Tag: prison


Trial By Fire

November 6th, 2018 — 9:12pm

****

Trial by Fire 

We see the theme of this movie played out on television all the time on shows such as Dateline or 20/20 and others. A person is accused or convicted of a murder but in many cases he or she did not do it. We recall at least two outstanding books which dealt with this subject, Just Mercy and The Ghost of the Innocent Man. We also recall an excellent film we saw several years ago on this subject titled Conviction. We know about the innocence project and the work of Barry Scheck in many states throughout the country and how scientific advances such as DNA testing have made an important impact on criminal prosecution. So, when director Edward Zwick and screenwriter Jeffrey Fletcher decided to take a prize-winning article in New Yorker Magazine by David Grann to the screen, they were not the first to put a searchlight on this important defect in our criminal justice system. Despite the fact also that we usually find any film over two hours a tad too long, they did an outstanding job which riveted us to our seats and allowed us to explore the characters involved and the message of the movie.

Jack O’Connell deserves Oscar consideration for his depiction of the nasty husband who frequently abused his wife and was home alone with his three children when a fire broke out and the kids were all killed. He claims he did not start the fire but the police, neighbors, fire inspector, a snitch who was briefly his cellmate, the district attorney, eventually his wife and the jury all say that he did it.

What follows is his nine years in jail and an insight into life in prison with much of it being in solitary confinement and then his time on death row. We also get an insight into this man’s character and how his understanding of life evolved. Another very important character is a woman played magnificently by Laura Dern who was recruited to write a letter to a prisoner in jail but ultimately meets him and becomes an advocate for him. We also get an eye-opening view of the criminal justice system in this particular state. In fact, we see that the checks and balances that are supposed to be in place are quite questionable all the way up to the office of the Governor. Did we mention that this took place in Texas? However, the injustices here are found throughout the country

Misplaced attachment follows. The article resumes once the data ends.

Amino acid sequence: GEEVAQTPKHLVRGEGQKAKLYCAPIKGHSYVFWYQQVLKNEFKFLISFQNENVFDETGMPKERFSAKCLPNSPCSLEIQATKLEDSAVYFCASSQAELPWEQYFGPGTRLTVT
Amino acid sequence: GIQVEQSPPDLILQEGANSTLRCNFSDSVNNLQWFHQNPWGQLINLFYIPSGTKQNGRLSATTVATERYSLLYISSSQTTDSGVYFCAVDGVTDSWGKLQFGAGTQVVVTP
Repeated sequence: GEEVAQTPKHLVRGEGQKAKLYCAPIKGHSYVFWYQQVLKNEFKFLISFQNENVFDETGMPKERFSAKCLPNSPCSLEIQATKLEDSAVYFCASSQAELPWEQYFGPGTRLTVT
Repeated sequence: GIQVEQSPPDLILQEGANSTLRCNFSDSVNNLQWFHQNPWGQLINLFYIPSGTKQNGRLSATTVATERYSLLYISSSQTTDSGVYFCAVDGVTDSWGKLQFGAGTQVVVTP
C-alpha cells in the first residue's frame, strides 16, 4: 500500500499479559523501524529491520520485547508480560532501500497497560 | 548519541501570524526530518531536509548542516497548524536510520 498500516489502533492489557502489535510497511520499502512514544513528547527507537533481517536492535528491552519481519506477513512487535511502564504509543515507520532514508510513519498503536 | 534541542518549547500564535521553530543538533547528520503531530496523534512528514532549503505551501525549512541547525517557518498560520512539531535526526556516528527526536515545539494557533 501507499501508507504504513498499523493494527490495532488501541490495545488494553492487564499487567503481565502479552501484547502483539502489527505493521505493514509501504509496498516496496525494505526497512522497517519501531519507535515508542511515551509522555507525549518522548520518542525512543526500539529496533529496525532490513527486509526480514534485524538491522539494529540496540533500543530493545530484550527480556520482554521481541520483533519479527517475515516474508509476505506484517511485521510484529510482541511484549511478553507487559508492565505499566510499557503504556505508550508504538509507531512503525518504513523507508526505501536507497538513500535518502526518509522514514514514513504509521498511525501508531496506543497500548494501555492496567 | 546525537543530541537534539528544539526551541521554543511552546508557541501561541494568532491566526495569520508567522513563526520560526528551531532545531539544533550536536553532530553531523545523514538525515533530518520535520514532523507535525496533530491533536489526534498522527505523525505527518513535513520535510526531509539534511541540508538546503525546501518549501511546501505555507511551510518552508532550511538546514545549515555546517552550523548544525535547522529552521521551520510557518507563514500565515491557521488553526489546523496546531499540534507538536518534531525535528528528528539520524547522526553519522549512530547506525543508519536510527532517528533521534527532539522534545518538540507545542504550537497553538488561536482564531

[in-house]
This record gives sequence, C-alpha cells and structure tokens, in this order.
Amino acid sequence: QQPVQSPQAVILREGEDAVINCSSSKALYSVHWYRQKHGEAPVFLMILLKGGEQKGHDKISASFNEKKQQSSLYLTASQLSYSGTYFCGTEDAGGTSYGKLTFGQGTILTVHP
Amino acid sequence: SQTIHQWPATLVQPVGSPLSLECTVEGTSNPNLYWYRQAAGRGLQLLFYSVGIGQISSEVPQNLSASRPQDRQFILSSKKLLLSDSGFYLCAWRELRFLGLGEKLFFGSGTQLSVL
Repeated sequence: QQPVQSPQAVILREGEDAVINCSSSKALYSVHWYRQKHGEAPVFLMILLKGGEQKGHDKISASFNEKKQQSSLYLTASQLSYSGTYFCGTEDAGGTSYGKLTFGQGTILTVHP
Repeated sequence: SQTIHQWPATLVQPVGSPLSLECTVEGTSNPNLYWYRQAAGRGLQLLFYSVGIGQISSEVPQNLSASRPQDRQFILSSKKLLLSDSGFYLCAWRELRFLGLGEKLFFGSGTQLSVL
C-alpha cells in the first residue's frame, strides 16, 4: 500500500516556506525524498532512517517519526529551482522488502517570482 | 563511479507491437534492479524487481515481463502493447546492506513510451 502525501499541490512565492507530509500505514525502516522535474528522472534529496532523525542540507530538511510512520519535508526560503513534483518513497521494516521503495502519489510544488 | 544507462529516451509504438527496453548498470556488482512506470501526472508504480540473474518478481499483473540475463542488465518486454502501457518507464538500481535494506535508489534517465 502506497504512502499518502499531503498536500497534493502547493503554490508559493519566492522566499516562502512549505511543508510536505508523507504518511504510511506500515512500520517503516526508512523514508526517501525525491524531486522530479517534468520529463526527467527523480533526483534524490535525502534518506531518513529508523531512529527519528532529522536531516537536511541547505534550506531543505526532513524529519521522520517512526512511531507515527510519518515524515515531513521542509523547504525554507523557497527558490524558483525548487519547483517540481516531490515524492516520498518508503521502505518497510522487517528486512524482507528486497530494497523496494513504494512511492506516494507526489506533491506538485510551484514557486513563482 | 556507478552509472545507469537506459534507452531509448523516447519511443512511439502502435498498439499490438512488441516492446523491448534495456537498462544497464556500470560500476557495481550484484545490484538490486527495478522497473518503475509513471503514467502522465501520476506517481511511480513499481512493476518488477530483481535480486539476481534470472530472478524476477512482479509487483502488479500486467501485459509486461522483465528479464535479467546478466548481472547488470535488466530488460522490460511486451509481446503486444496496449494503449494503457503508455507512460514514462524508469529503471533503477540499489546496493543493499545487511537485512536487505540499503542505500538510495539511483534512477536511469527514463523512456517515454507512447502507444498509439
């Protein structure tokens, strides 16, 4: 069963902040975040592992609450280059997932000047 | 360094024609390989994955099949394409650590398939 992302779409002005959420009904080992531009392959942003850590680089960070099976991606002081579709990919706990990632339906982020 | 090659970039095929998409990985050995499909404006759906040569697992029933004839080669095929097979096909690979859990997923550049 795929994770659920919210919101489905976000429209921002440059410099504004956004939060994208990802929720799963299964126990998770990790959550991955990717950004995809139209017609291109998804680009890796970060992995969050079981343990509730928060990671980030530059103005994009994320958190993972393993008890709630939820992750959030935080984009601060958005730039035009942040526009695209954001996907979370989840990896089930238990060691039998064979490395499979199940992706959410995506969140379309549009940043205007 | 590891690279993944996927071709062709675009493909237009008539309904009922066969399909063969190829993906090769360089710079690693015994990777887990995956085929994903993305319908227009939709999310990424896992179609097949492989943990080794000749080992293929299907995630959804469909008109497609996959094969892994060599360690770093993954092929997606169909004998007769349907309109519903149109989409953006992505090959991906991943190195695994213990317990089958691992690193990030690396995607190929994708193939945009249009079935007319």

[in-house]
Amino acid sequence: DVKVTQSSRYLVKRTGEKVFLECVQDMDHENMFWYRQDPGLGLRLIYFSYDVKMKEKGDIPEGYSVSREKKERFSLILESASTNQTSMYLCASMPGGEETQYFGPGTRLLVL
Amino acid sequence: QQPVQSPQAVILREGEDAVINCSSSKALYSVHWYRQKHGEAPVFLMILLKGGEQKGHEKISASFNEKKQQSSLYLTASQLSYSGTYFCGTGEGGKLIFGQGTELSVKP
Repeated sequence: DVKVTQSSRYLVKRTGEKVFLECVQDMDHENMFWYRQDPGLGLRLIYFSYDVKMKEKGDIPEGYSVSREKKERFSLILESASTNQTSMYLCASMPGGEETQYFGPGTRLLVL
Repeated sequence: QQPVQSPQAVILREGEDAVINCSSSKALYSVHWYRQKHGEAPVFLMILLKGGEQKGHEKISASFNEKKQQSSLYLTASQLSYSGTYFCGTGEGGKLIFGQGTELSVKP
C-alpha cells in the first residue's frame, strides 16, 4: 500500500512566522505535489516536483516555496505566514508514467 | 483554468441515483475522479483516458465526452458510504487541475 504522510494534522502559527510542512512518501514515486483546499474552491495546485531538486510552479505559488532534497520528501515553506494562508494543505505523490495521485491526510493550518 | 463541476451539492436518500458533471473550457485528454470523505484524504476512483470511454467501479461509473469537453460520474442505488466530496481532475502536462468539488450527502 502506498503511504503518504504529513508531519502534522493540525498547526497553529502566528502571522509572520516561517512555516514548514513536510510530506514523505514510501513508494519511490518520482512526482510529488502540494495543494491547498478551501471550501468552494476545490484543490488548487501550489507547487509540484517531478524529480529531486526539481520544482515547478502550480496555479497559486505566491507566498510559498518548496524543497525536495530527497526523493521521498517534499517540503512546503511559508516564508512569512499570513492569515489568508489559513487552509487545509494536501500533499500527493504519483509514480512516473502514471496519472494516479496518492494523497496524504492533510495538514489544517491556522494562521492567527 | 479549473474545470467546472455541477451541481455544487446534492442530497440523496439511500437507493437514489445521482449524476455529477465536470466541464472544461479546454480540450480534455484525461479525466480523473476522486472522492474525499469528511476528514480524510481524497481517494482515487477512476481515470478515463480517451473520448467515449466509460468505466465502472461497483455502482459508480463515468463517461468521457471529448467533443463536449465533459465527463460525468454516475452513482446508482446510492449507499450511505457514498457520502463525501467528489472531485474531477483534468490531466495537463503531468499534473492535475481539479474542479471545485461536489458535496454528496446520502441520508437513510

When we saw this film and met the director, Edward Zwick, the film makers were having some difficulty in setting up distribution and a release date. You may have to catch this movie on TV. However, it should be seen and the message and the illumination it provides are incredibly important. (2018)

Comment » | 4 Stars, Crime, Drama, Uncategorized

Tre Maison Dasan

April 13th, 2018 — 7:36am

Screened at 2018 San Francisco Film Festival

Unknown opening date for USA

***

Tre Maison Dasan

Tre, Maison, and Dasan are three boys each of whom has a parent who is in prison. First time documentary filmmaker Denali Tiller has taken on this project to follow these three youngsters and show the often tender visitations that they have with their parent while in a Rhode Island prison. These take place in a large child friendly area where many children are having visits with a parent. She also follows these three youngsters at home with their families. Some of the footage is quite an accomplishment as she follows her subjects for almost three years and captures tender personal interactions between child and parent.

In a post film discussion, we become aware that one important goal of the filmmaker was to advocate for such visitation programs in a suitable environment in prisons throughout the country as well as education for parents on the importance of such interaction for children who have a parent in prison. Unfortunately, this message was not made clear in the film and we believe this was a lost opportunity (2018).

 

 

Comment » | 3 Stars, Crime, Documentary

Midnight Return

June 28th, 2017 — 3:44am

***

Midnight Return-sp